Jun 2, 2018

Israel denies new deal with Russia in Syria

Israel's Prime Minister Benjamin Netanyahu and Russia's President Vladimir Putin. Photo: Mikhail Klimentyev\TASS via Getty Images

Israel denied claims today by Russian officials and reports in Arab media outlets about new understandings that were allegedly reached about the situation in Southern Syria. An Israeli official told me that no deal was reached with the Russians so far.

Why it matters: The Syrian army is about to start a military operation against rebels in Southern Syria near the Israeli and Jordanian borders, which would violate a ceasefire deal signed by the U.S., Russia and Jordan last July.

The state of play: The Russians want to update the deal because of the Syrian army operation. Israel, the U.S. and Jordan are open to the Russian proposal but want to make sure it will include a firm commitment from the Russians that Iranian forces, Hezbollah and Shia militias will not take part in the operation and will be completely removed from the areas close to the Israeli and Jordanian borders. 

What they're saying: Russian ambassador to the U.N. Vasily Nebenzya told reporters in New York on Friday that an agreement on disengagement in the Southwest part of Syria was reached with Israel.

  • He added: "Whether it has been implemented as of now I can not answer, but I understand that the parties that were involved in reaching the agreement are satisfied with what they reached. If it has not been done by now it will be done in the near future."

An Israeli official told me: "The Russian attitude towards getting the Iranians out of Syria is much more positive than before. The Russians are moving in the right direction but until now we only heard ideas from the them and we haven’t seen anything on paper. The devil is in the details and the big test is the implementation."

The details: The Israeli official added that Prime Minister Netanyahu stressed in his phone call with Russian president Putin on Thursday and in his phone calls with U.S. Secretary of State Mike Pompeo on Wednesday and Friday that Israel wants the Iranian forces, Hezbollah and Shia militias out of the entire Syrian territory and not simply out of the areas close to the Israeli border.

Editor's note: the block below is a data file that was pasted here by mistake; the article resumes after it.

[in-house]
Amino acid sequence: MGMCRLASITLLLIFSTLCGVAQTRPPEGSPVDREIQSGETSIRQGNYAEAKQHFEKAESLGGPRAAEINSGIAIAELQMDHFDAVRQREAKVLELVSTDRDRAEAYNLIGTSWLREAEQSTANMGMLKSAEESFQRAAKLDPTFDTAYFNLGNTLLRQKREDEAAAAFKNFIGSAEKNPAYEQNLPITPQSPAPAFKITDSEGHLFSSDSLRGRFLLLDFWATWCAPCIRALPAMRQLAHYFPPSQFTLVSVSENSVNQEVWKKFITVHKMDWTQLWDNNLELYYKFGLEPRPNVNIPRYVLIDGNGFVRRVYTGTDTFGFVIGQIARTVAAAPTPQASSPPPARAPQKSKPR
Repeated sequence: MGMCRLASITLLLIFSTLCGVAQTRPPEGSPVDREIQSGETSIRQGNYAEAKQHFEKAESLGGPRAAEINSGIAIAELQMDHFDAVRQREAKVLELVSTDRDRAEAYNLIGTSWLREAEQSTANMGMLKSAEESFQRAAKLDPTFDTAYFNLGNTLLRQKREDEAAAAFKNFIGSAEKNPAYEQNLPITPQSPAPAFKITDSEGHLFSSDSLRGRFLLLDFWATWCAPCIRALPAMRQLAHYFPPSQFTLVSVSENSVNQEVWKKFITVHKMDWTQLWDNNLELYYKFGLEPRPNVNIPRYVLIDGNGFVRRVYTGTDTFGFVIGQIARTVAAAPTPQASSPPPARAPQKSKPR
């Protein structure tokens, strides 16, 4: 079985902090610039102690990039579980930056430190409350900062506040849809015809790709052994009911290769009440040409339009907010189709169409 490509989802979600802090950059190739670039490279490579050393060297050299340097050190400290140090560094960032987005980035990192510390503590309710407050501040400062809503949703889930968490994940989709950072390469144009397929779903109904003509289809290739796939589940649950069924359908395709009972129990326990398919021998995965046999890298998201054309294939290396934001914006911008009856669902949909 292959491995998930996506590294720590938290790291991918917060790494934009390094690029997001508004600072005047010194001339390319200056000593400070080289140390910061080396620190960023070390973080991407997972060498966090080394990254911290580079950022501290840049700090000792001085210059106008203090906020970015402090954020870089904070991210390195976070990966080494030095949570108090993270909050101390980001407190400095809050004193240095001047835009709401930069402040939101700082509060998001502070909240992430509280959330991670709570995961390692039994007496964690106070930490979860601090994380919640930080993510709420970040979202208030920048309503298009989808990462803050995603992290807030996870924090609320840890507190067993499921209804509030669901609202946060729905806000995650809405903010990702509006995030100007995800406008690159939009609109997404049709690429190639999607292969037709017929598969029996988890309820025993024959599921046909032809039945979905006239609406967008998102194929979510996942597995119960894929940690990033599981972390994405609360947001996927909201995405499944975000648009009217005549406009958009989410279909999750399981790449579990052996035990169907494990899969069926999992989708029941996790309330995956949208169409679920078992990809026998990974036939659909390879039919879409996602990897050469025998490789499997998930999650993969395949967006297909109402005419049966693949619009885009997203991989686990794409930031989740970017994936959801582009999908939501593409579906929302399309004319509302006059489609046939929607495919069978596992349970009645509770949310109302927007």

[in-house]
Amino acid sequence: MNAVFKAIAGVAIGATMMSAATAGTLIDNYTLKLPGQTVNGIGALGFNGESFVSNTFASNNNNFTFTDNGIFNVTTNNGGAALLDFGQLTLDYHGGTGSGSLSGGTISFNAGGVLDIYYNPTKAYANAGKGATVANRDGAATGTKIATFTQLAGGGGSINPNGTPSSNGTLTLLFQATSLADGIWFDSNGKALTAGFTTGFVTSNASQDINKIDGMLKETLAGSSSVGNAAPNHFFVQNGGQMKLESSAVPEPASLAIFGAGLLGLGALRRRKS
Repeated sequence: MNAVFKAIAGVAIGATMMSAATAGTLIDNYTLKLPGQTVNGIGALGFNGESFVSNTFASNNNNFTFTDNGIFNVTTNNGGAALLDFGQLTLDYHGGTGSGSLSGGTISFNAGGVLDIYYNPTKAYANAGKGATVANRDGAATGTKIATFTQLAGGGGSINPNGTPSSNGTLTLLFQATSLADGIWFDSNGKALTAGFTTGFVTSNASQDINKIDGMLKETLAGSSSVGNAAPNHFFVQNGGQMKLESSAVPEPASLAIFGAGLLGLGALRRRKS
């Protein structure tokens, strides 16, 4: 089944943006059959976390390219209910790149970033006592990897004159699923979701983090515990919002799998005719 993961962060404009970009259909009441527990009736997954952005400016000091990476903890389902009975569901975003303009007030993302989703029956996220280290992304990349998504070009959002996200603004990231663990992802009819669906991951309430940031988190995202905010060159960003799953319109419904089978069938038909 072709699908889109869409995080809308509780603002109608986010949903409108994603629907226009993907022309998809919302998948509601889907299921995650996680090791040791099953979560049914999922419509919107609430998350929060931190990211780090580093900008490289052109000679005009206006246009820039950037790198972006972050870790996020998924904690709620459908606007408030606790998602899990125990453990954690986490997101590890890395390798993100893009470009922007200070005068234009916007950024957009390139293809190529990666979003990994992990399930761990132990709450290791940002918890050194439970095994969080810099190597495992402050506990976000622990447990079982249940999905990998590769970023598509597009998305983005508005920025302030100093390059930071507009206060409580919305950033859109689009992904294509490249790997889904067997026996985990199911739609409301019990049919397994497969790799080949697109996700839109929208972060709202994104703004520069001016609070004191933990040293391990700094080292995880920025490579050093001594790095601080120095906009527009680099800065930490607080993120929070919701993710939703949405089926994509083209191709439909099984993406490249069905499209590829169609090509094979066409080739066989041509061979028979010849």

• The official said that Netanyahu told Putin and Pompeo Israel will maintain full freedom of operation against Iranian military entrenchment attempts anywhere in Syria.

Go deeper: U.S. and Israel coordinate terms for new deal in Southern Syria

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Coronavirus dashboard

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  1. Global: Total confirmed cases as of 7 p.m. ET: 1,094,068 — Total deaths: 58,773 — Total recoveries: 225,519Map.
  2. U.S.: Total confirmed cases as of 6 p.m. ET: 273,880 — Total deaths: 7,077 — Total recoveries: 9,521Map.
  3. Public health latest: The CDC is recommending Americans wear face coverings in public to help stop the spread of the coronavirus.
  4. 2020 latest: Wisconsin's governor called for a last-minute primary election delay. "I think a lot of people cheat with mail-in voting," President Trump said on the 2020 election, as more states hold primaries by mail.
  5. Business updates: America's small business bailout is off to a bad start. The DOT is urging airlines to refund passengers due to canceled or rescheduled flights, but won't take action against airlines that provide vouchers or credits.
  6. Oil latest: The amount of gas American drivers are consuming dropped to levels not seen in more than 25 years, government data shows. Trump is calling on the Energy Department to find more places to store oil.
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Government will cover uninsured patients' coronavirus treatment

Azar at Friday's briefing. Photo: Win McNamee/Getty Images

The federal government will cover the costs of coronavirus treatment for the uninsured, Health and Human Services Secretary Alex Azar said at a White House briefing Friday.

How it works: The money will come from a $100 billion pot set aside for the health care industry in the most recent stimulus bill. Providers will be paid the same rates they get for treating Medicare patients, and as a condition of those payments, they won't be allowed to bill patients for care that isn't covered.

More states issue stay-at-home orders as coronavirus crisis escalates

Data: Axios reporting; Map: Danielle Alberti/Axios

Alabama Gov. Kay Ivey issued a stay-at-home order on Friday as the novel coronavirus pandemic persists. The order goes into effect Saturday at 5 p.m. and will remain in place through April 30. Missouri Gov. Mike Parson also issued a statewide social distancing order on Friday.

The big picture: In a matter of weeks, the number of states that issued orders nearly quadrupled, affecting almost 300 million Americans.

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